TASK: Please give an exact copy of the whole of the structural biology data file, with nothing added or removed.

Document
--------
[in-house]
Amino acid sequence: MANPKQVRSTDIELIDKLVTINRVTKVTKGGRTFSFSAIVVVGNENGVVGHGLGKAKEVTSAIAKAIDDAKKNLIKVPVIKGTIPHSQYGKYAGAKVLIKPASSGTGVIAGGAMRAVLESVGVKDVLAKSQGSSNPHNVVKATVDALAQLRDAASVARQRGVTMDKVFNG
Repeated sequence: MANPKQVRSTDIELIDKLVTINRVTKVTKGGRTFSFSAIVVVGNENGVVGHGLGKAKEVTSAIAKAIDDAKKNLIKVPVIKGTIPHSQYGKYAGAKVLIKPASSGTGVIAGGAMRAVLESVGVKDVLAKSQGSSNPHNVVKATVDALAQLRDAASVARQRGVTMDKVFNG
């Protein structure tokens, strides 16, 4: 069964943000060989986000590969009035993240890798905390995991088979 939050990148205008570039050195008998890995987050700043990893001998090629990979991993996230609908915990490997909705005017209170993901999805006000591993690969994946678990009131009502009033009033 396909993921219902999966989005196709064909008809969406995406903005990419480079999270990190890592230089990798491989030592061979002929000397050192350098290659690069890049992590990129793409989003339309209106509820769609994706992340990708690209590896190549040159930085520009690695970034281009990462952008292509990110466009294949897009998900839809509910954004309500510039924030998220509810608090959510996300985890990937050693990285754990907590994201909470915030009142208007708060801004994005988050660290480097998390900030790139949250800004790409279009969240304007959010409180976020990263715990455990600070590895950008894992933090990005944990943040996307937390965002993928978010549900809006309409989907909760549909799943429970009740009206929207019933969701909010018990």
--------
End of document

[in-house]
Amino acid sequence: MANPKQVRSTDIELIDKLVTINRVTKVTKGGRTFSFSAIVVVGNENGVVGHGLGKAKEVTSAIAKAIDDAKKNLIKVPVIKGTIPHSQYGKYAGAKVLIKPASSGTGVIAGGAMRAVLESVGVKDVLAKSQGSSNPHNVVKATVDALAQLRDAASVARQRGVTMDKVFNG
Repeated sequence: MANPKQVRSTDIELIDKLVTINRVTKVTKGGRTFSFSAIVVVGNENGVVGHGLGKAKEVTSAIAKAIDDAKKNLIKVPVIKGTIPHSQYGKYAGAKVLIKPASSGTGVIAGGAMRAVLESVGVKDVLAKSQGSSNPHNVVKATVDALAQLRDAASVARQRGVTMDKVFNG
């Protein structure tokens, strides 16, 4: 069964943000060989986000590969009035993240890798905390995991088979 939050990148205008570039050195008998890995987050700043990893001998090629990979991993996230609908915990490997909705005017209170993901999805006000591993690969994946678990009131009502009033009033 396909993921219902999966989005196709064909008809969406995406903005990419480079999270990190890592230089990798491989030592061979002929000397050192350098290659690069890049992590990129793409989003339309209106509820769609994706992340990708690209590896190549040159930085520009690695970034281009990462952008292509990110466009294949897009998900839809509910954004309500510039924030998220509810608090959510996300985890990937050693990285754990907590994201909470915030009142208007708060801004994005988050660290480097998390900030790139949250800004790409279009969240304007959010409180976020990263715990455990600070590895950008894992933090990005944990943040996307937390965002993928978010549900809006309409989907909760549909799943429970009740009206929207019933969701909010018990």